1. Buy a bunch of cheap string lights and go to town on your fence, trees, and house. Get decadent with ice lanterns.
  2. Procure a heating device. A roaring bonfire is ideal, but can be replaced by a mini grill or kerosene lamp in a pinch.
  3. Surround your heating device with chairs (set six feet apart, of course). Garnish with thick blankets. Distribute hand and foot warmers if needed.
  4. Serve guests hearty portions of boeuf bourguignon, homemade pizza, chili, creole jambalaya, or a spoonable/eat-with-your-hands dish of your choice.
  5. Make a show of opening The Good Wine. Pour generously into your fancy hand-wash-only glasses. Don’t be afraid—the snow piles will stop them from breaking should they slip out of your mitten.
  6. Don’t forget dessert. S’mores with raspberries smashed between the graham cracker and the chocolate (real chocolate; not Hershey’s) make for a delightful pairing with spiked hot chocolate.

Pairings

Here are a few current favorite bottles to warm your blood for your own socially-distanced evenings of decadence:

Syrah | There’s no better red for a bonfire than Syrah. The smoky, woodsy aromas and flavors of J.L. Chave ‘Offerus’ St-Joseph ($34.99) or the deep, dark fruits of Gramercy Cellars Syrah ($39.99) make you almost forget that it’s zero degrees outside.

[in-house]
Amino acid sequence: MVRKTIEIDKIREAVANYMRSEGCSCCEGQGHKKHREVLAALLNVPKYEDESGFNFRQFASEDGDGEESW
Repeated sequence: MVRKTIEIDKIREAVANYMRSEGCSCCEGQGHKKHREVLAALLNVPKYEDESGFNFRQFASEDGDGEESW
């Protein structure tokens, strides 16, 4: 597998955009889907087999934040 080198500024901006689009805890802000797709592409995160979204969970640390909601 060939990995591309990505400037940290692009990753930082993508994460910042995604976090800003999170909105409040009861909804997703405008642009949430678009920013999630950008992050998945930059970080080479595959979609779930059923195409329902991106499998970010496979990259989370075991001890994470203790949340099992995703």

Tempranillo | This Spanish superstar grape also has an outdoorsy nature to it and draws you in with spice, leather, and wood smoke. Try Pingus ‘Psi’ Ribera del Duero ($35.99) for its dark, rustic flavors or Remelluri Rioja Reserva ($39.99) for something polished but filling.

Heavy Whites Full-bodied, richly flavored white wines are equally as satisfying (if not more so) than any red. Chave’s ‘Circa’ St-Joseph Blanc ($34.99) is an unctuous, decadent, full-bodied white for those who hate Chardonnay(?!). Chateau Yvonne Saumur Blanc ($53.99) is a full-throttle, creamy Chenin Blanc that will never disappoint. But if you really want to go all out, splurge on a bottle of Remelluri Rioja Alavesa Bianco ($89.99) and sink into its regal, Burgundy-esque character. Best drunk in silence.